Also, when heat exchanger plates are produced the forming operation of sheet metal increases the surface roughness which often is associated with faster build up of fouling deposits.
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It would be desirable to find new ways to ensure less fouling of heat exchangers and their plates in order to keep the heat exchangers running for longer time periods as well as more easily cleaned heat exchangers and plates. Also, a reduced shut down time for processes where PHEs are involved would be desirable.
A problem encountered with presently known antifouling coatings is the poor wear resistance of the coatings in applications with abrasive heat exchanging media, e g sand or other particulate material which enters the PHE with the heat exchanging fluids. Furthermore, cracks in the coating may occur due to torque and tension forces acting on the plate packages in applications under high pressures. Summary of the invention
It is an object of the present invention to provide improved plates for a PHE, which show a reduced fouling of the plates when in use in a PHE.
Another object is to achieve plates for a PHE having an antifouling surface which are wear resistant in abrasive environments and have high resistance against formation of cracks.
This object is achieved by plates being coated with a sol-gel composition which results in plates with reduced fouling of the plate when in use in a heat exchanger. By applying a coating composition comprising sol- gel material with organosilicon compounds to the heat exchanger plate both the surface free energy and roughness is lowered, leading to reduction of fouling and easy cleaning of heat exchanger plates. Moreover, the sol-gel coated PHE plates of the invention exhibit an excellent wear resistance and have a flexibility that reduces the risk of cracks appearing in the coating.
The present invention also relates to a heat exchanger and a plate pack for plate heat exchangers comprising a number of heat transfer plates of the kinds as defined herein.
The present invention further relates to a method of producing a heat transfer plate comprising the steps of:
a) forming a plate for a plate heat exchanger from a base material, b) preparing a composition by means of sol-gel processing on at least a part of the plate, which composition comprises organosilicon compounds, c) drying and/or curing said composition to form a coating comprising silicon oxide (SiOx).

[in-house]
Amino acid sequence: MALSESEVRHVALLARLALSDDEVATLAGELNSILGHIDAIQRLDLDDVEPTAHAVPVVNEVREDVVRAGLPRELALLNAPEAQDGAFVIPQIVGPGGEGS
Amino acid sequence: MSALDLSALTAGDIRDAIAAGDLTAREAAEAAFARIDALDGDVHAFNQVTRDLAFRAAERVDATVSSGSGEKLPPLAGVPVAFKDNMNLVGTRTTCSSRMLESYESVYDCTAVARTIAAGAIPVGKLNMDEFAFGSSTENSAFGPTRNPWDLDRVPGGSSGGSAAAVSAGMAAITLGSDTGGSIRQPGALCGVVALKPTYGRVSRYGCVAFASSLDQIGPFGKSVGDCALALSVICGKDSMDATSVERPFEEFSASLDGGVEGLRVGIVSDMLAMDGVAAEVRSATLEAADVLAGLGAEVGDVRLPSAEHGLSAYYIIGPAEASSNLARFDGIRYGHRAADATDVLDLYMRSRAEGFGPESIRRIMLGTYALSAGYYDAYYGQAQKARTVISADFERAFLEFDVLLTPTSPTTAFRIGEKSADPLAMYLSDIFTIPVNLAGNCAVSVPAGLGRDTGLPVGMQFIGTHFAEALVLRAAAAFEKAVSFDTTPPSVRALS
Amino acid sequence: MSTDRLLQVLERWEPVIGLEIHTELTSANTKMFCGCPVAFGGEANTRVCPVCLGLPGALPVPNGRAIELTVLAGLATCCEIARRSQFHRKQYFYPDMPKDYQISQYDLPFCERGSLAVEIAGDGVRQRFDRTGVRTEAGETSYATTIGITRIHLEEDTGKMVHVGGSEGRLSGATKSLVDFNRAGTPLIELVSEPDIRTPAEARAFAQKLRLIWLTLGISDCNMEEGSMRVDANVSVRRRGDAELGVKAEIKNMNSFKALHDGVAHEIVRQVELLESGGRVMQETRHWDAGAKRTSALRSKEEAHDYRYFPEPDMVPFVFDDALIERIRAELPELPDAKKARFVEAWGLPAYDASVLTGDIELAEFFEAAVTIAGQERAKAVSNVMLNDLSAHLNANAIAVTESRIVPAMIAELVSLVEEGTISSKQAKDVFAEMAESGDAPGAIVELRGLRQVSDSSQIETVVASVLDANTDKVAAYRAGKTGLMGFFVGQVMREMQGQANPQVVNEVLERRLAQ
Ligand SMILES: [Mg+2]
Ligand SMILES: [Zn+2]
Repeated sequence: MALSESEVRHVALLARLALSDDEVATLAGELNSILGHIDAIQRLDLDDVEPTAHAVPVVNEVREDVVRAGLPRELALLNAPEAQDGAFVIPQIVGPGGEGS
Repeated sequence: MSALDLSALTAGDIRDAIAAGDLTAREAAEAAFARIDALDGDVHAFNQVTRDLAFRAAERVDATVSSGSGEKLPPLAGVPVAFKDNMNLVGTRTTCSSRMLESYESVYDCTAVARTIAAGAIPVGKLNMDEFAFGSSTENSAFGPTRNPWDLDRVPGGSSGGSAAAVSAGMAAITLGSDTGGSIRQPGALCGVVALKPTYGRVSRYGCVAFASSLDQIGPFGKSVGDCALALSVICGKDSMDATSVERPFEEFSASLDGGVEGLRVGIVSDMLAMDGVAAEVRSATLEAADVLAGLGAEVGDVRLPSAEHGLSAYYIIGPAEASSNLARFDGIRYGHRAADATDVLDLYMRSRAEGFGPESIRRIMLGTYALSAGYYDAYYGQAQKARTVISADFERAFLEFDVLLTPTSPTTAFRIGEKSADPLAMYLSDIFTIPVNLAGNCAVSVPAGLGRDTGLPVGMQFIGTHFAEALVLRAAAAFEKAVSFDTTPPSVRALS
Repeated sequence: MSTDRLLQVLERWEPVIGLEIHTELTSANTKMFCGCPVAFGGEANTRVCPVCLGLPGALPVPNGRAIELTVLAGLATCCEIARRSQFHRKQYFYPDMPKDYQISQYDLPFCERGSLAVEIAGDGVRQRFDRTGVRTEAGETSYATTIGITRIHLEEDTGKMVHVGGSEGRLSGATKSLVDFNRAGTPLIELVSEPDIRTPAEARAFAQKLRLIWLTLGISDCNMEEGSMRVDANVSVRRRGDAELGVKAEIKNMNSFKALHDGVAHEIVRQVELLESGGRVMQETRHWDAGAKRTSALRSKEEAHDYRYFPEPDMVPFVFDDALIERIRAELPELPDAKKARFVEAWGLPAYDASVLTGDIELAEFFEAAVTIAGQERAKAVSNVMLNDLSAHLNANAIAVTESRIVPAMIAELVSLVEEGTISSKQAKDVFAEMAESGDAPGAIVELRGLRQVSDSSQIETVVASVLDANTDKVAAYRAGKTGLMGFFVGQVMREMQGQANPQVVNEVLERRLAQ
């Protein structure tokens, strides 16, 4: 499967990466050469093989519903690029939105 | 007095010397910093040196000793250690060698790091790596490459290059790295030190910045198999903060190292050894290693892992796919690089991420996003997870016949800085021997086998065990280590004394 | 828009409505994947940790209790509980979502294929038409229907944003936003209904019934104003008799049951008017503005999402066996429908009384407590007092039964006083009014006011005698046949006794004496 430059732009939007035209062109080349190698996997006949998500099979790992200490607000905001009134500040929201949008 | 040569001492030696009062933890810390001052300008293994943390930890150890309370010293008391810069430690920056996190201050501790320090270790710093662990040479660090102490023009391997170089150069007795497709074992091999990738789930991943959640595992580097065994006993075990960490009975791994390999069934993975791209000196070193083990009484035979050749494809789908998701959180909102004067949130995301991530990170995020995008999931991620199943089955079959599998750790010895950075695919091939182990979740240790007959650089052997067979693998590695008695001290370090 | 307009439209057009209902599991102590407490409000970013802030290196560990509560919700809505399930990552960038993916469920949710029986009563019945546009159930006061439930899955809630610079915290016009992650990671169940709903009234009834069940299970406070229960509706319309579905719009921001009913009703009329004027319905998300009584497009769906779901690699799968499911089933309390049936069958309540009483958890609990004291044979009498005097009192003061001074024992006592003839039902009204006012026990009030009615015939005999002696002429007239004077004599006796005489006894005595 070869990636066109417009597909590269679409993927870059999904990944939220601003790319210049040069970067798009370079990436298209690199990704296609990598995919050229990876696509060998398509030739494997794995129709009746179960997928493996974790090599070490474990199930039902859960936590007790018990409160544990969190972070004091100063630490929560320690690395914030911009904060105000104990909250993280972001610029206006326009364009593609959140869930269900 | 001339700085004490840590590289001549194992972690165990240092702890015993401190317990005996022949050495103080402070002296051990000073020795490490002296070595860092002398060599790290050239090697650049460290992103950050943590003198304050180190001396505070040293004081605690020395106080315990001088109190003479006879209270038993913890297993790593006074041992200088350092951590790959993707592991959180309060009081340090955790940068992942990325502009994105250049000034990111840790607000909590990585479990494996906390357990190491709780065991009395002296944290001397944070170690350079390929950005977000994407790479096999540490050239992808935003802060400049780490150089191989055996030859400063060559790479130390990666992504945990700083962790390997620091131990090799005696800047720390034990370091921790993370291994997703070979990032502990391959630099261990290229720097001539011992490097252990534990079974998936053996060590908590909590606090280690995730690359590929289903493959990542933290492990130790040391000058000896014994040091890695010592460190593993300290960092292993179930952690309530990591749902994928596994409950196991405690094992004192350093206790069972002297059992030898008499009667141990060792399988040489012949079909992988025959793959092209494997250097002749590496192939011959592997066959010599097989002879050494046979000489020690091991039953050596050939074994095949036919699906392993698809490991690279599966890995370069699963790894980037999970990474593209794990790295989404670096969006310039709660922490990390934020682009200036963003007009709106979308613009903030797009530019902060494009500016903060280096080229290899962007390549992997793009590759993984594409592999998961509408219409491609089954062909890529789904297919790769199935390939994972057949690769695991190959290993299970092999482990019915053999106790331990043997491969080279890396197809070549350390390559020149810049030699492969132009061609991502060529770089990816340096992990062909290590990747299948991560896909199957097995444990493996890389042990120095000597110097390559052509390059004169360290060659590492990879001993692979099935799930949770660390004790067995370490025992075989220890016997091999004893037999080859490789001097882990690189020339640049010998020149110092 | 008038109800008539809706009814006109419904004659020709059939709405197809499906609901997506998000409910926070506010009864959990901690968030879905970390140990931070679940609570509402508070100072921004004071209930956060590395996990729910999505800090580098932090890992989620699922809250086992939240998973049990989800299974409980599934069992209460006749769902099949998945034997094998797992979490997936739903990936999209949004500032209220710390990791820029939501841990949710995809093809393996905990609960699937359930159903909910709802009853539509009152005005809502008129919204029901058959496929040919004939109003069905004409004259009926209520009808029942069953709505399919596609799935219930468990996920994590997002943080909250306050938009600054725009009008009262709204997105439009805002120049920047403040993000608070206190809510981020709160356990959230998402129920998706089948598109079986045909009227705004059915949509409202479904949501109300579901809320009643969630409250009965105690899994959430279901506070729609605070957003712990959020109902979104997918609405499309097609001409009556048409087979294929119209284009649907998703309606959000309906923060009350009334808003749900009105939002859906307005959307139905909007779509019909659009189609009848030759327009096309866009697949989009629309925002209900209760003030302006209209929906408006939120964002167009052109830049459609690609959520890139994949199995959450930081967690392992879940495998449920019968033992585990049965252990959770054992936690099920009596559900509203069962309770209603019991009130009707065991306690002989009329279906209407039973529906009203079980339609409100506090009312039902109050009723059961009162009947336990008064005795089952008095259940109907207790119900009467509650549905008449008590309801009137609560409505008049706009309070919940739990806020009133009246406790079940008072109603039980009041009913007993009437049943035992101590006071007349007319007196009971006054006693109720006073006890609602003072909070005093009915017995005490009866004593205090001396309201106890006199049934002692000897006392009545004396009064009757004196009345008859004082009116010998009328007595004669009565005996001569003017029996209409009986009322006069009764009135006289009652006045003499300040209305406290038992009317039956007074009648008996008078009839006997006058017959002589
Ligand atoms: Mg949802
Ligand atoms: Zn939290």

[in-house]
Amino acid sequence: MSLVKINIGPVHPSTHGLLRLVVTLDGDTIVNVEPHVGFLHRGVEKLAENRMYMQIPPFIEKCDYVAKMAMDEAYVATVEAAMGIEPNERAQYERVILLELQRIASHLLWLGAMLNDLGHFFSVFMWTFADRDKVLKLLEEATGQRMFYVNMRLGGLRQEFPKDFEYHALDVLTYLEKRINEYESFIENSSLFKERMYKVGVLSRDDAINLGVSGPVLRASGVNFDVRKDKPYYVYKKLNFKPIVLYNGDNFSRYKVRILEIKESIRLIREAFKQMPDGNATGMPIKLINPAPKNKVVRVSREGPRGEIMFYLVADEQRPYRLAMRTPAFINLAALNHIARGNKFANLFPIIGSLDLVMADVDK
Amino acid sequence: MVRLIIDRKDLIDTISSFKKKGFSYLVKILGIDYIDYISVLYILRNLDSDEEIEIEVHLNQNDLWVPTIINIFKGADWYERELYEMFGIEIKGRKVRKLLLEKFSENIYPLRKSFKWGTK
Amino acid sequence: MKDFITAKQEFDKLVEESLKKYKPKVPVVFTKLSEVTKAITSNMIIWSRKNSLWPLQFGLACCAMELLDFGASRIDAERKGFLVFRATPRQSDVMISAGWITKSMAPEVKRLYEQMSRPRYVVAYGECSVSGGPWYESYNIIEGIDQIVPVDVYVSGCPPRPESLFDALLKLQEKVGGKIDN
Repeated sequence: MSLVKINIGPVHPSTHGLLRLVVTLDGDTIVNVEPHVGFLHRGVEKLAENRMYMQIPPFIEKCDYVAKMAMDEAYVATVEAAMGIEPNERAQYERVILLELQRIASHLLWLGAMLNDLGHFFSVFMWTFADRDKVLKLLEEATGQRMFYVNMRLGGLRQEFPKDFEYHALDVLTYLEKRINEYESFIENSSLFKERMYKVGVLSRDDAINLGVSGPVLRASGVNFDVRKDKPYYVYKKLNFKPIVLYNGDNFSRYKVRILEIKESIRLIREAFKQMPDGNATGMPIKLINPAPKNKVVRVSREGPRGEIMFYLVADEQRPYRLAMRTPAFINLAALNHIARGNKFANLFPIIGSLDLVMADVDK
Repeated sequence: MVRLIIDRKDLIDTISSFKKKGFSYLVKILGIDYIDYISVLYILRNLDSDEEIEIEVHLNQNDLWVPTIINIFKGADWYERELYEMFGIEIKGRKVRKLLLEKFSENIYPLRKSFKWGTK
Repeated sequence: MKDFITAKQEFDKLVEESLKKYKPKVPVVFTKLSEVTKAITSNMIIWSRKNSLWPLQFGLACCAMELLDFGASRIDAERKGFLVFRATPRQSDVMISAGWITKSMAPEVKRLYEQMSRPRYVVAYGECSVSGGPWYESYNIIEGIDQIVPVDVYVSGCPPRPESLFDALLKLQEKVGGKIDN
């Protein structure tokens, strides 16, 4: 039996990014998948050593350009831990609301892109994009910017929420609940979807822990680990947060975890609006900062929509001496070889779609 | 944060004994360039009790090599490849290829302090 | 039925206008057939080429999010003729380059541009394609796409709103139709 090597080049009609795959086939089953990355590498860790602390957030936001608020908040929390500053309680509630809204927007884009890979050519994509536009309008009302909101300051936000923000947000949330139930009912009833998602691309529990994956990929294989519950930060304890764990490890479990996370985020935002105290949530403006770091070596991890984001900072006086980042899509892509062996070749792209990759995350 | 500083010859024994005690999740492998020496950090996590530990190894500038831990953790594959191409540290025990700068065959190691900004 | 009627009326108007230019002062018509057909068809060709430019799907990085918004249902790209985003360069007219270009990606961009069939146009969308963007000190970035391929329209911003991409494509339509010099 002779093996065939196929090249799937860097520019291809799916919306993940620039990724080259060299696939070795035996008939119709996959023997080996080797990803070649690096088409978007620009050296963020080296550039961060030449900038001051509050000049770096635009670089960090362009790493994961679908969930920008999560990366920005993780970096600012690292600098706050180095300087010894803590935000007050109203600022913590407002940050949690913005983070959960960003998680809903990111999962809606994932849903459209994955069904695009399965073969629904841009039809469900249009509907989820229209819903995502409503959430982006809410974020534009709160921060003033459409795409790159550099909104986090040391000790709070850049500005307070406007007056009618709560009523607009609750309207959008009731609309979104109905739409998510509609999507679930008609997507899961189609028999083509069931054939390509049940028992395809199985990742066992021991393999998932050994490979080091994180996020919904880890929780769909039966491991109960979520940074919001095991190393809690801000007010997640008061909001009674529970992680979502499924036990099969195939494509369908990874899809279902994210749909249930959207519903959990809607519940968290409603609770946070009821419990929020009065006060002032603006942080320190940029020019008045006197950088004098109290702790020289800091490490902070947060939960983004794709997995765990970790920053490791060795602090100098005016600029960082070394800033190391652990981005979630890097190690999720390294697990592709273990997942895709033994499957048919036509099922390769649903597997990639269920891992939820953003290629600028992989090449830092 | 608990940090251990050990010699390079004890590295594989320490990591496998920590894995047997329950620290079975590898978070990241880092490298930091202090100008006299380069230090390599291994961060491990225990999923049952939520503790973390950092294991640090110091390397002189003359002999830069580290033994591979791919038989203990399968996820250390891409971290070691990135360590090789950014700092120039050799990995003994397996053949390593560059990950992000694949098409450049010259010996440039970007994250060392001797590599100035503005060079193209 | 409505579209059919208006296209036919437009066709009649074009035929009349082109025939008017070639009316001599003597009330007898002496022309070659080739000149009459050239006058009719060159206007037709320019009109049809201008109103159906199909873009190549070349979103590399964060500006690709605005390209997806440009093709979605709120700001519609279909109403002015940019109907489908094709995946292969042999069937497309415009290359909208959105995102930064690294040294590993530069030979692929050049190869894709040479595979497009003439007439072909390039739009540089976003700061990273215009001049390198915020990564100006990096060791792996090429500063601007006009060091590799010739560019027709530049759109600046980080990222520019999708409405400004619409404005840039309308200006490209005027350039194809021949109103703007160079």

Brief Description of the Drawings
Fig. 1 is a schematic drawing of the M20 PHE plate pack with the relative position of the plates used in tests, both plates coated according to the present invention and conventional uncoated plates.
Fig. 2 shows pictures of plates according to the present invention and a conventional plate after disassembly after operation for 7 months.
Fig. 3 is a schematic cross section of a plate for a plate heat exchanger having an anti fouling coating according to the invention.
Detailed description of the invention
The coating used according to the present invention may be referred to as a non-stick coating and makes it easy to clean the plates of a fouled heat exchanger. The coated plates according to the present invention show a better heat transfer over time compared to conventional heat exchanger plates since the latter ones gets fouled much quicker and thus decrease the heat transfer performance to a larger extent. The coating of the plates also results in a much more even surface thus resulting in better flow characteristics. Also the pressure drop is reduced over time for a plate heat exchanger according to the present invention in comparison with conventional plate heat exchangers, since the buildup of impurities, microorganisms and other substances is not as pronounced.